Occa- sionally, pulmonary function tests will demonstrate restrictive lung disease. This can be seen in patients who have had thoracic surgery, or chest radiation ther- apy, and in patients with severe skeletal deformities such as scoliosis, pectus excavatum, or both. Primary pulmonary hypertension PPH is a rare but critical abnormality of the pulmonary vascular bed of unclear etiology, more common in females, often presenting in adolescence, and often first present as a change in exercise tolerance.

Finally, in patients with neuro- muscular diseases, including the muscular dystrophies and mitochondrial conditions, exercise capacity may be limited. Evaluation History The information obtained from a thorough history is a critical part of assessing exercise intolerance. The details of the patients or familys concerns regarding exercise performance need to be clarified. The onset of the exer- cise intolerance and its progression require delineation.

A differential of exercise intolerance is shown in Table In considering exercise intolerance in a pediatric patient, several points have to be considered: Is this a previously well child or a patient with a known cardiac condition?

Has the patient ever had surgery or other cardiac intervention? Is the patient medicated for a cardiac condition? Is there a history of cardiopulmonary disease in the family? Does the patient have any other medical problems, particularly of the respiratory system? Are there any known allergies? Is the patient age-appropriate for height, weight, and blood pressure? Does the patient complain primarily of shortness of breath or of easy fatigability with activity?

The details of the history should note the onset of symptoms, the frequency of occurrence, and the specific precipitating factors. Associated features such as palpita- tions, chest pain, dizziness, or syncope should increase the suspicion of a true cardiac etiology. Other features such as coughing, shortness of breath, color change e.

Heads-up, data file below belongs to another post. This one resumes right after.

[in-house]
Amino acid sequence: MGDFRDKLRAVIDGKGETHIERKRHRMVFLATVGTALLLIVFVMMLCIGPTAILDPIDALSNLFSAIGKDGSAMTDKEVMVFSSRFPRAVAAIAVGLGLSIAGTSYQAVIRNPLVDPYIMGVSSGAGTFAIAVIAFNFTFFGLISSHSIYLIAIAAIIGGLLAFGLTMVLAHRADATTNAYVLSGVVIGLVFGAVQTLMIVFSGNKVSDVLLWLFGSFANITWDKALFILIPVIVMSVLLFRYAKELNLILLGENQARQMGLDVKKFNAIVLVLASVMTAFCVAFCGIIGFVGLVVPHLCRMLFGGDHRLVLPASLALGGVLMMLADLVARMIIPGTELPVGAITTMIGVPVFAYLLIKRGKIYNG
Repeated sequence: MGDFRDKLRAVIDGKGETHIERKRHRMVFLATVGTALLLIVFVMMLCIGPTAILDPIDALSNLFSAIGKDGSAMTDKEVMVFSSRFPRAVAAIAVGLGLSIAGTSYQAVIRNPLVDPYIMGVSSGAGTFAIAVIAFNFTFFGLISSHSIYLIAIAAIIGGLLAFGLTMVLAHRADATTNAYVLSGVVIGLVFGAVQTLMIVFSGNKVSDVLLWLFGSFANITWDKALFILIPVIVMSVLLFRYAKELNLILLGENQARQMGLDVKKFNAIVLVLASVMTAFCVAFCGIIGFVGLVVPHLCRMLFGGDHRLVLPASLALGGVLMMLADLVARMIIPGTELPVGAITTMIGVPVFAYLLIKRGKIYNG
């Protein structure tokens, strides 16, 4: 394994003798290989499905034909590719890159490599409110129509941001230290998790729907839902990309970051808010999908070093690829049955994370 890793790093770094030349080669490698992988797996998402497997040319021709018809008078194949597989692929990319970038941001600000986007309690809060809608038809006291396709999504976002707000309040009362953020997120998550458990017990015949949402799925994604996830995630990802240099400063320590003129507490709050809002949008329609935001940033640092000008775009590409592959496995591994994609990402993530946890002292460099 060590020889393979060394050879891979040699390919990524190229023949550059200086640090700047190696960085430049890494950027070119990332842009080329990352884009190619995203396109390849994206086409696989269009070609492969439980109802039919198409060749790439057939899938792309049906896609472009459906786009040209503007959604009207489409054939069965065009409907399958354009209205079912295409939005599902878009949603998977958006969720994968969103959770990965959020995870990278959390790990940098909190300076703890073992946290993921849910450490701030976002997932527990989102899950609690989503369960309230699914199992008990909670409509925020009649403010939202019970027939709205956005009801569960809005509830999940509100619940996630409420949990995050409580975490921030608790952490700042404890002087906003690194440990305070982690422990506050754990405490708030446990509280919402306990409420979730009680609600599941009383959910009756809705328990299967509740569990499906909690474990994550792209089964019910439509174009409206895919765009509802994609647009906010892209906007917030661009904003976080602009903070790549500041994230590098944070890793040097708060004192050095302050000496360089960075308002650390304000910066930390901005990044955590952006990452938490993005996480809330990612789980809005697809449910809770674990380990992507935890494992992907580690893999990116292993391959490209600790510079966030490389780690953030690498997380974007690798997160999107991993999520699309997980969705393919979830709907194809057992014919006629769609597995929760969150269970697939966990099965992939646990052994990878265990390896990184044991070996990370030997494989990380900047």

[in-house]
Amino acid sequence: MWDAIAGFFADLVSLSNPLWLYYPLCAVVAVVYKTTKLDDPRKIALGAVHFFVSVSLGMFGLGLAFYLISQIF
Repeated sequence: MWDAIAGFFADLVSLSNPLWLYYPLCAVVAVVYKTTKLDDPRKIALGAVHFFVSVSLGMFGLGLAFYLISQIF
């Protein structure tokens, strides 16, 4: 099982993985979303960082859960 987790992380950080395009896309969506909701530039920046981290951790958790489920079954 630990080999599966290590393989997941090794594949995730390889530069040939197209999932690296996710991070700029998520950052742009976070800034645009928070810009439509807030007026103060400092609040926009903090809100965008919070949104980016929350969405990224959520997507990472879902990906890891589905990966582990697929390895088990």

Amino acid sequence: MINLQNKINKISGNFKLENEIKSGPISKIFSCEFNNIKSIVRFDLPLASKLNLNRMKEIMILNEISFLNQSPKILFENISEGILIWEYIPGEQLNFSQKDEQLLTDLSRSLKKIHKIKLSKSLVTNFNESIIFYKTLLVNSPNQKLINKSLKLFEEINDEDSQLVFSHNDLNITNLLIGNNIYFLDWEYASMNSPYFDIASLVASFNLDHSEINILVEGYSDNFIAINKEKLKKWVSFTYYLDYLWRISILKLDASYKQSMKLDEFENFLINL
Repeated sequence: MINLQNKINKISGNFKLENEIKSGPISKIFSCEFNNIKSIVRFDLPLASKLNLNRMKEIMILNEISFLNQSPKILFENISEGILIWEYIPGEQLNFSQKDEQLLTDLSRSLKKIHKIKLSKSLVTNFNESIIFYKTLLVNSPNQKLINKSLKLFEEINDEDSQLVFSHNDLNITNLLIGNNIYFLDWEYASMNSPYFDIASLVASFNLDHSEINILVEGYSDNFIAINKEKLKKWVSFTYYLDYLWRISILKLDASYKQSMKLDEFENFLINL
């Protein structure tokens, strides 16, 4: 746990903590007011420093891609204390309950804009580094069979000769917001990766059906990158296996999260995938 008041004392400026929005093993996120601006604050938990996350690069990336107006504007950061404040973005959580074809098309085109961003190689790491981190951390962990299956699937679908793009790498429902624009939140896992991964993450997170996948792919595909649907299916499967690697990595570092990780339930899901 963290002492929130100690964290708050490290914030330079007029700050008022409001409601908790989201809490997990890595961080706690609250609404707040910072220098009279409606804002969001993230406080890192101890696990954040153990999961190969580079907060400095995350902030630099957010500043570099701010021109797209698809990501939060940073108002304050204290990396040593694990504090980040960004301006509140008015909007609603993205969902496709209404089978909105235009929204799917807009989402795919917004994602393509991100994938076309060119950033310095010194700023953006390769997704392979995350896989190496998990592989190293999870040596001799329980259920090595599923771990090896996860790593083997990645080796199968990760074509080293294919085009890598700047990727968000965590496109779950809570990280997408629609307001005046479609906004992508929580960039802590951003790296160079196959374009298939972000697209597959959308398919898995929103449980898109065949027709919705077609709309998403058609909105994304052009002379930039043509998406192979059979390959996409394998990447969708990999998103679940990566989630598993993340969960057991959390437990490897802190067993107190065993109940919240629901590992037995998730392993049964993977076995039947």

The history should include ques- tions about recent illness, fever, rash, joint swelling, sore throat, and insect bites, which could implicate an acquired form of cardiac disease e.

Park's The Pediatric Cardiology Handbook

Families with children who have Pediatric Evaluation of the Cardiac Patient 15 Figure , contd E, PA radiograph demonstrating the gastric bubble in the left upper quadrant.

Note that the apex of the heart is pointing to the right, consistent with dextrocardia. Table Exercise Intolerance Symptoms Possible Etiologies Easy fatuigability Deconditioning, obesity, anemia, low cardiac output, hypothyroidism, poor nutritional state, anorexia, hypoglycemia, dehydration, diabetes, neuromuscular disease, hypotonia, behavioral. Shortness of Reactive airway disease, smoking, breath cough pulmonary edema, chronic heart failure, restrictive lung disease, pulmonary hypertension atopic tendencies may be more prone to exercise- induced reactive airway disease.

A thorough review of prescription and nonprescription drug use, cigarette smoking in patients or family members, and illicit sub- stance use should be obtained from the patient. Physical Examination The physical examination of the patient presenting with exercise intolerance should be complete, including the vital signs and cardiac examination; the pulmonary, abdominal, and extremity examination; and a neurologic and a musculoskeletal exam.

Tachycardia for age, the presence of an irregular heart rate, a new or changing cardiac murmur, a gallop rhythm, or the presence of rales, hepatomegaly, and peripheral edema all strongly point to congestive heart failure.

Park’s Pediatric Cardiology for Practitioners by Myung K. Park | eBook on Inkling